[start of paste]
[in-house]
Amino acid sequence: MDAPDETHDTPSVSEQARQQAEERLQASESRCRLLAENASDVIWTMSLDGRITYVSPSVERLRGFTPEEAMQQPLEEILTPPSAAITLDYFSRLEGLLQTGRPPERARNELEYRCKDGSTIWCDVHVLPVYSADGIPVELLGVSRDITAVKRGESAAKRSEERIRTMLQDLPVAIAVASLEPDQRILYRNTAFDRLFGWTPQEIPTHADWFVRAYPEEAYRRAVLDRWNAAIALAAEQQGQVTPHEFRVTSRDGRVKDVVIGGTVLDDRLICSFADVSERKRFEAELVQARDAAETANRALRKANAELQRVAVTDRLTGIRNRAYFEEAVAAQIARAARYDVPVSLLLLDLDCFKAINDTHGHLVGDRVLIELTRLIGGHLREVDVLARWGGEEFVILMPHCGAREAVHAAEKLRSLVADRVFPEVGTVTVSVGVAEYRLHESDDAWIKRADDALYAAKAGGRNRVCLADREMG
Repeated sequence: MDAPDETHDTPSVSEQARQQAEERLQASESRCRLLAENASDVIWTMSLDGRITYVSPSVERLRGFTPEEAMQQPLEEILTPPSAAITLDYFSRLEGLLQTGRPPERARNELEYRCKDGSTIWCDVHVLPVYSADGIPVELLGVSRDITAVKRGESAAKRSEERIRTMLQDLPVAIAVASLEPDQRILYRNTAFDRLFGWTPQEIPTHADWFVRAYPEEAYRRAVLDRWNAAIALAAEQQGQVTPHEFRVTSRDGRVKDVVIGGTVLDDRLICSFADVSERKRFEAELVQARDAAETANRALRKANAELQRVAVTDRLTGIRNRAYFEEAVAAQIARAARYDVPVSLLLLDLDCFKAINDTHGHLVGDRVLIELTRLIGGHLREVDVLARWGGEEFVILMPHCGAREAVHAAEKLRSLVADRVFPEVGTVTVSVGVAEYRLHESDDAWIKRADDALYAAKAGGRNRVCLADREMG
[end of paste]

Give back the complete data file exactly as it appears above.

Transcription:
[in-house]
Amino acid sequence: MDAPDETHDTPSVSEQARQQAEERLQASESRCRLLAENASDVIWTMSLDGRITYVSPSVERLRGFTPEEAMQQPLEEILTPPSAAITLDYFSRLEGLLQTGRPPERARNELEYRCKDGSTIWCDVHVLPVYSADGIPVELLGVSRDITAVKRGESAAKRSEERIRTMLQDLPVAIAVASLEPDQRILYRNTAFDRLFGWTPQEIPTHADWFVRAYPEEAYRRAVLDRWNAAIALAAEQQGQVTPHEFRVTSRDGRVKDVVIGGTVLDDRLICSFADVSERKRFEAELVQARDAAETANRALRKANAELQRVAVTDRLTGIRNRAYFEEAVAAQIARAARYDVPVSLLLLDLDCFKAINDTHGHLVGDRVLIELTRLIGGHLREVDVLARWGGEEFVILMPHCGAREAVHAAEKLRSLVADRVFPEVGTVTVSVGVAEYRLHESDDAWIKRADDALYAAKAGGRNRVCLADREMG
Repeated sequence: MDAPDETHDTPSVSEQARQQAEERLQASESRCRLLAENASDVIWTMSLDGRITYVSPSVERLRGFTPEEAMQQPLEEILTPPSAAITLDYFSRLEGLLQTGRPPERARNELEYRCKDGSTIWCDVHVLPVYSADGIPVELLGVSRDITAVKRGESAAKRSEERIRTMLQDLPVAIAVASLEPDQRILYRNTAFDRLFGWTPQEIPTHADWFVRAYPEEAYRRAVLDRWNAAIALAAEQQGQVTPHEFRVTSRDGRVKDVVIGGTVLDDRLICSFADVSERKRFEAELVQARDAAETANRALRKANAELQRVAVTDRLTGIRNRAYFEEAVAAQIARAARYDVPVSLLLLDLDCFKAINDTHGHLVGDRVLIELTRLIGGHLREVDVLARWGGEEFVILMPHCGAREAVHAAEKLRSLVADRVFPEVGTVTVSVGVAEYRLHESDDAWIKRADDALYAAKAGGRNRVCLADREMG